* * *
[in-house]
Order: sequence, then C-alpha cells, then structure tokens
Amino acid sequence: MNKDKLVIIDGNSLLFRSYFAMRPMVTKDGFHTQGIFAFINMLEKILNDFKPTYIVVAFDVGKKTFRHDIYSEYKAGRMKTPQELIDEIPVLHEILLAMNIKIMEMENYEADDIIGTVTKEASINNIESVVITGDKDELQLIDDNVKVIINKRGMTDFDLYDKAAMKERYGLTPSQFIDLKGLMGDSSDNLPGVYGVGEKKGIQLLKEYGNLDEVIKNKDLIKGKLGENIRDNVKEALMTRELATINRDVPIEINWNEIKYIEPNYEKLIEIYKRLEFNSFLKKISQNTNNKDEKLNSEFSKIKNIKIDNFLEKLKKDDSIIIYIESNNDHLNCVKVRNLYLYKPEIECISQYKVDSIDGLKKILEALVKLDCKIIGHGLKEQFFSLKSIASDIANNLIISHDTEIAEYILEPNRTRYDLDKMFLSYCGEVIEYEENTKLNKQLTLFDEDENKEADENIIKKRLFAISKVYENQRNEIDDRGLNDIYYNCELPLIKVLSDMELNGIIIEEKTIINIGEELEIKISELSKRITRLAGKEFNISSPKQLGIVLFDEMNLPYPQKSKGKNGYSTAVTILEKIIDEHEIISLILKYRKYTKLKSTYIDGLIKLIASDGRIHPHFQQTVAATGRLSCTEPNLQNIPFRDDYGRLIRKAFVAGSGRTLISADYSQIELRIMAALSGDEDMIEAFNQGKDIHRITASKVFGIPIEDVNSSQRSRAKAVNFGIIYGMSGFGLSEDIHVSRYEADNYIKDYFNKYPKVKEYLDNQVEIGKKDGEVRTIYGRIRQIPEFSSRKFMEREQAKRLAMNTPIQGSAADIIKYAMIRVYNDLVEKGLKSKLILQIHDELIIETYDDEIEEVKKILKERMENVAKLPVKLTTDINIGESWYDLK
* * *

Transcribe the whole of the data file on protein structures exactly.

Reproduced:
[in-house]
Order: sequence, then C-alpha cells, then structure tokens
Amino acid sequence: MNKDKLVIIDGNSLLFRSYFAMRPMVTKDGFHTQGIFAFINMLEKILNDFKPTYIVVAFDVGKKTFRHDIYSEYKAGRMKTPQELIDEIPVLHEILLAMNIKIMEMENYEADDIIGTVTKEASINNIESVVITGDKDELQLIDDNVKVIINKRGMTDFDLYDKAAMKERYGLTPSQFIDLKGLMGDSSDNLPGVYGVGEKKGIQLLKEYGNLDEVIKNKDLIKGKLGENIRDNVKEALMTRELATINRDVPIEINWNEIKYIEPNYEKLIEIYKRLEFNSFLKKISQNTNNKDEKLNSEFSKIKNIKIDNFLEKLKKDDSIIIYIESNNDHLNCVKVRNLYLYKPEIECISQYKVDSIDGLKKILEALVKLDCKIIGHGLKEQFFSLKSIASDIANNLIISHDTEIAEYILEPNRTRYDLDKMFLSYCGEVIEYEENTKLNKQLTLFDEDENKEADENIIKKRLFAISKVYENQRNEIDDRGLNDIYYNCELPLIKVLSDMELNGIIIEEKTIINIGEELEIKISELSKRITRLAGKEFNISSPKQLGIVLFDEMNLPYPQKSKGKNGYSTAVTILEKIIDEHEIISLILKYRKYTKLKSTYIDGLIKLIASDGRIHPHFQQTVAATGRLSCTEPNLQNIPFRDDYGRLIRKAFVAGSGRTLISADYSQIELRIMAALSGDEDMIEAFNQGKDIHRITASKVFGIPIEDVNSSQRSRAKAVNFGIIYGMSGFGLSEDIHVSRYEADNYIKDYFNKYPKVKEYLDNQVEIGKKDGEVRTIYGRIRQIPEFSSRKFMEREQAKRLAMNTPIQGSAADIIKYAMIRVYNDLVEKGLKSKLILQIHDELIIETYDDEIEEVKKILKERMENVAKLPVKLTTDINIGESWYDLK